A Few Lines on Striped Maples

April 1, 2008

Livingisdetail, winner of the Name-and-genderize-the-baby-sea-turtle contest, has won 500 words on the topic of her choice.  She gave me two possibilities; I chose the topic, “If you were a tree, which tree would you be and why?”

striped maple
I couldn’t live without trees. While the woods are only one type of environ- ment, they are as much a part of me as my fingers. Trees have cooled me, comforted me, hidden me, held me ever since I can remember. I would rather hike a wooded trail than stroll a sandy beach or dine in a fancy restaurant. Don’t get me wrong: invite me and I will come. I’ve traveled to a number of places now, and marvelled at many landscapes, from Ireland’s Burren to Hawaii’s pahoehoe fields to New Zealand’s Franz Joseph Glacier; but I couldn’t live without trees.

Now I’m asked to imagine being a tree. Uh-oh. This is the sort of soul-baring exercise from which, if accidentally caught in one, I excuse myself for a potty break and run away from the conference centre for two hours until it’s over. Turtle pulls in her limbs, locks up her carapace, and rolls downhill into the pond. No arm-swaying while mouthing someone else’s homemade liturgy for me, nuh-uh, I’m outa here!

Not because it’s meaningless, but because it’s too personal. To me, a group of people pretending to be trees together is as wrongheaded as an orgy. Writing about it, though, is much less threatening. I can take my time, research, reflect, rewrite, until my response feels right.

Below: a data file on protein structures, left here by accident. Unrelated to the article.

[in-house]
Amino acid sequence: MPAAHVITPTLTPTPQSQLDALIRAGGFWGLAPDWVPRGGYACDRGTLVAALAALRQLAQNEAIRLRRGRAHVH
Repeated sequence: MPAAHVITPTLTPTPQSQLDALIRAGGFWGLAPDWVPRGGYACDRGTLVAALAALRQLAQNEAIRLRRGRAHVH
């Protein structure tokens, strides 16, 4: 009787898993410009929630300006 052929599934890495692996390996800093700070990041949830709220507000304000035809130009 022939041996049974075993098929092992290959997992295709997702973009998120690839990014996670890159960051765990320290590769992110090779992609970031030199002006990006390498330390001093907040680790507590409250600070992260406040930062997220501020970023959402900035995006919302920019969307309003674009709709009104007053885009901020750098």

If I were a tree, then, I think I would be a Striped Maple. In the photo above, you can see a nice example of one, about to be elbowed out of the scene by the Sugar Maple whose leaves, in the upper right hand corner, are the largest ones in the picture. The casual observer, in fact, would likely identify the main tree as a rather spindly Sugar Maple.

In comparison to its cousin, the little-known Striped Maple hasn’t much to offer. Its maximum height is a third of the other; it lives for a fraction of the other’s lifespan; much of that time is spent as a sapling or a shrub; it doesn’t provide syrup; its weak wood is good only for pulp; it doesn’t adorn any flag. It is regularly poisoned as a pest by forestry workers. It is overshadowed by Sugar Maples, American Beech, Red Oak, and the glorious White Pine. What good is it?

Maybe you’re asking the wrong creatures, whispers the Creator. Try asking the Snowshoe Hares, who chew its shoots. Or the Ruffed Grouse, Red Squirrels, and Chipmunks, who eat its seeds. Or the Moose, who browse on it so often that it is also called Moose Maple or Moosewood. Or the little birds, afraid to nest in the canopy, prefering its low branches. Or the burnt land, who welcomes it as one of the first trees to begin the forest anew. Or if you must ask humans, ask the artists and photographers who notice its beautiful striped bark, its leaves the width of two hand spans, its flowers strung like tiny bells, a dozen to a strand, its bright yellow autumn foliage set against its red twigs. Ask them. They’ll tell you.

One could do worse than be a Striped Maple.